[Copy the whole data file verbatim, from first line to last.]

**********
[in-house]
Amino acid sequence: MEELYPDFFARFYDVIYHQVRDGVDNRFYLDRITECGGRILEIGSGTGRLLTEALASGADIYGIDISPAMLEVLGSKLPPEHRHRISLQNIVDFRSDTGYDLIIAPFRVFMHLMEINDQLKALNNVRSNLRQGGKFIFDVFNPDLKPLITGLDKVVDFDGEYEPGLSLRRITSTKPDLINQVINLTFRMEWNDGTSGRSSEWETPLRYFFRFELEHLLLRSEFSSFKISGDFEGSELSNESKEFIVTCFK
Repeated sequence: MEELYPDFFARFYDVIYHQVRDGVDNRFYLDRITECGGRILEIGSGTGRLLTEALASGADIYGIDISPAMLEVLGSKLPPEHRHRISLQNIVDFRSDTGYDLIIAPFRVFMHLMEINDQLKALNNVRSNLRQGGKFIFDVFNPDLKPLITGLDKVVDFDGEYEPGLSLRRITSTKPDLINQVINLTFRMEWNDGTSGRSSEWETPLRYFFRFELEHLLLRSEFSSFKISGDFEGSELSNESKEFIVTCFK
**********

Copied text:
[in-house]
Amino acid sequence: MEELYPDFFARFYDVIYHQVRDGVDNRFYLDRITECGGRILEIGSGTGRLLTEALASGADIYGIDISPAMLEVLGSKLPPEHRHRISLQNIVDFRSDTGYDLIIAPFRVFMHLMEINDQLKALNNVRSNLRQGGKFIFDVFNPDLKPLITGLDKVVDFDGEYEPGLSLRRITSTKPDLINQVINLTFRMEWNDGTSGRSSEWETPLRYFFRFELEHLLLRSEFSSFKISGDFEGSELSNESKEFIVTCFK
Repeated sequence: MEELYPDFFARFYDVIYHQVRDGVDNRFYLDRITECGGRILEIGSGTGRLLTEALASGADIYGIDISPAMLEVLGSKLPPEHRHRISLQNIVDFRSDTGYDLIIAPFRVFMHLMEINDQLKALNNVRSNLRQGGKFIFDVFNPDLKPLITGLDKVVDFDGEYEPGLSLRRITSTKPDLINQVINLTFRMEWNDGTSGRSSEWETPLRYFFRFELEHLLLRSEFSSFKISGDFEGSELSNESKEFIVTCFK